[1] The Texas Property Code defines retainage as “an amount representing part of a contract payment that is not required to be paid to the claimant within the month following the month in which labor is performed, material is furnished, or specifically fabricated material is delivered.” Tex. Prop. Code Ann § 53.001(11).
[2] Econ. Forms Corp. v. Williams Bro. Const. Co., Inc., 754 S.W.2d 451 (Tex. App.—Houston [14th Dist.] 1988, no writ).
[3] Tex. Prop. Code Ann. §§ 53.001; 53.102.
[4] Tex. Prop. Code Ann. § 53.101.
[5] See Hayek v. W. Steel Co., 478 S.W.2d 786, 793 (Tex. 1972).
[6] See Page v. Structural Wood Components, Inc., 102 S.W.3d 720 (Tex. 2003).
[7] Tex. Prop. Code Ann. §53.102.
[8] See Stolz v. Honeycutt, 42 S.W.3d 305, 310 (Tex. App.—Houston [14th Dist.] 2001, no pet.).
[9] Tex. Prop. Code Ann. § 53.105(a).
[10] Tex. Prop. Code Ann. § 53.103.
[11] See General Air Conditioning Co. v. Third Ward Church of Christ, 426 S.W.2d 541, 544 (Tex. 1968).
[12] §5:19. Retainage in Residential Construction, Texas Residential Construction Law Manual (December 2021).
[13] §1:11. Retainage Generally, Texas Residential Construction Law Manual (December 2021).
[14] See, e.g., Indus. Indem. Co. v. Zack Burkett Co., 677 S.W.2d 493, 494 (Tex. 1984).
[15] Tex. Prop. Code Ann. §53.101.
[16] Tex. Prop. Code Ann. §53.082.
[17] Tex. Prop. Code Ann. §53.081.
[18] Tex. Prop. Code Ann. §53.052.
[19] Tex. Prop. Code Ann. §53.052(d).
[20] Tex. Prop. Code Ann. §53.057(f).
[21] §1:11. Retainage Generally, Texas Residential Construction Law Manual (December 2021).
[22] Tex. Prop. Code Ann. § 53.282; See Eason v. Calvert, 902 S.W.2d 160 (Tex. App.—Houston [1st Dist.] 1995, writ denied) (“A contract the terms of which violate the constitution, statutes or regulations promulgated thereunder is illegal and unenforceable.”).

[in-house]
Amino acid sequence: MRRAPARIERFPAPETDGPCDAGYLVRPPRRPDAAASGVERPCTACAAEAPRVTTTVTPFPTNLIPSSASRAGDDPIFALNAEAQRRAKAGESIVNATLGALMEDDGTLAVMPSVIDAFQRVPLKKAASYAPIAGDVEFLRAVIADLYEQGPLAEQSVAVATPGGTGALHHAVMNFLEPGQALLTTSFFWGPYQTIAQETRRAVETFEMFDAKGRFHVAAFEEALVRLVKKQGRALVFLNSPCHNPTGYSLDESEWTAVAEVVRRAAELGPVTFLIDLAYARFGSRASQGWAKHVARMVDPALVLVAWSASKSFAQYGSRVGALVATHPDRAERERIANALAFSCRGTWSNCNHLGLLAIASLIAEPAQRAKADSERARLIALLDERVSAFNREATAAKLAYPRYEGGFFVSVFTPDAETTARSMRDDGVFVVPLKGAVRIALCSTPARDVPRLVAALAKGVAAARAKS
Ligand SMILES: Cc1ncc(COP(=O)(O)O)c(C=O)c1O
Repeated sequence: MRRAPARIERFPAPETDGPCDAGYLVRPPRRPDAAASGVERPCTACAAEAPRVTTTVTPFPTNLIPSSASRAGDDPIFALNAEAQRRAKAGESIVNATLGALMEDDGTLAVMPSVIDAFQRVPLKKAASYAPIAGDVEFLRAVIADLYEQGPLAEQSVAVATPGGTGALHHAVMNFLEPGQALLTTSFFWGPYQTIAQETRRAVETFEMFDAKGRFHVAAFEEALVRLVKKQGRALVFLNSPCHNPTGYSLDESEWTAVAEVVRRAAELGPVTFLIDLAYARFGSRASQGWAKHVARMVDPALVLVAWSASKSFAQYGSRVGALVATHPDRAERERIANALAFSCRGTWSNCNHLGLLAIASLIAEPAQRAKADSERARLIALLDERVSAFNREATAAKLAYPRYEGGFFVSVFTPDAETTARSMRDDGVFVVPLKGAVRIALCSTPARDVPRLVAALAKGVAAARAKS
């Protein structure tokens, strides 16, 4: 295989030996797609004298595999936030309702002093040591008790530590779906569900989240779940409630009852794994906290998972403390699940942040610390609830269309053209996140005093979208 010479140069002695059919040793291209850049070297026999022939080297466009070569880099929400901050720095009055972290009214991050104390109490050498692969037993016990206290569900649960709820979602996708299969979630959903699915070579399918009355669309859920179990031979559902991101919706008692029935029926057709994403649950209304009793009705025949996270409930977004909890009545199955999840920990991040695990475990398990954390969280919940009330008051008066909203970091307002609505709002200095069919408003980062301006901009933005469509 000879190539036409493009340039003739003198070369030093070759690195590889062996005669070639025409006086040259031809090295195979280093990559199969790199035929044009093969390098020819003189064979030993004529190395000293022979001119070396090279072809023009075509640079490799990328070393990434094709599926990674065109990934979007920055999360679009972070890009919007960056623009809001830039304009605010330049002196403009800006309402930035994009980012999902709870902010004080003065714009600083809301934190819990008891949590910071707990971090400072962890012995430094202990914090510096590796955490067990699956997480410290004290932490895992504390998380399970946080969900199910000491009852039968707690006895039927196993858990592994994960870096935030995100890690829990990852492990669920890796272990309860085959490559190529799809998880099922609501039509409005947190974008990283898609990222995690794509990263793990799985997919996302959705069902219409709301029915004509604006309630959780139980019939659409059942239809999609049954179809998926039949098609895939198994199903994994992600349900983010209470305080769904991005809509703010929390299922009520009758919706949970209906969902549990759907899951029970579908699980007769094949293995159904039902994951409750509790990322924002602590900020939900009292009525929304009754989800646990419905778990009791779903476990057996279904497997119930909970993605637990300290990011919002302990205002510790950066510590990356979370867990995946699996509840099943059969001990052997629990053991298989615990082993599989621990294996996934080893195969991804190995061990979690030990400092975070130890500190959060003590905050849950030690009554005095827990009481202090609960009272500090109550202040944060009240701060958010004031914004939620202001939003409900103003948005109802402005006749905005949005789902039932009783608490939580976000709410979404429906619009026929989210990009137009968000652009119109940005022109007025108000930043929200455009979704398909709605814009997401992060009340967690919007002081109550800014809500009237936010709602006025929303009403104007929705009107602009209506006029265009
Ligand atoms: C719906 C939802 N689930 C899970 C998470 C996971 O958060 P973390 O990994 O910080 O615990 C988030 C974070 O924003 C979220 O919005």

[23] §1:11. Retainage Generally, Texas Residential Construction Law Manual (December 2021).
[24] Tex. Prop. Code Ann. §53.103.
[25] Tex. Prop. Code Ann. §53.056.
[26] Id.
[27] Id.
[28] Id.
[29] Id.
[30] Id.
[31] Tex. Prop. Code Ann. §53.103.
[32] See Page v. Structural Wood Components, Inc., 102 S.W.3d 720 (Tex. 2003).
[33] See id. at 722.
[34] Tex. Prop. Code Ann. §53.106
[35] Id.
[36] Tex. Prop. Code Ann. §53.054.
[37] Tex. Prop. Code Ann. §53.057.
[38] Id.
[39] Id.
[40] Tex. Prop. Code Ann. §53.057.
[41] Id.
[42] Tex. Prop. Code Ann. §53.052.
[43] Tex. Prop. Code Ann. §53.054.
[44] Tex. Prop. Code Ann. §53.057.
[45] Tex. Prop. Code Ann. §53.055.
[46] Tex. Prop. Code Ann. §53.057.
[47] Texas case law addressing retainage provisions dates back to the early 1900s. See El Paso & S.W.R. Co. v. Eichel & Weikel, 130 S.W. 922 (Tex. Civ. App. 1910), writ dismissed w.o.j. sub nom. El Paso & S.W. Ry. Co. v. Eichel & Weikel, 226 U.S. 590, 33 S. Ct. 179, 57 L. Ed. 369 (1913).
[48] Tex. Prop. Code Ann. §53.003.
[49] Id.
[50] Tex. Prop. Code Ann. §53.021.
[51] Tex. Prop. Code Ann. §§ 53.052; 53.056; 53.057.
[52] Tex. Prop. Code Ann. §53.158.
[53] Id.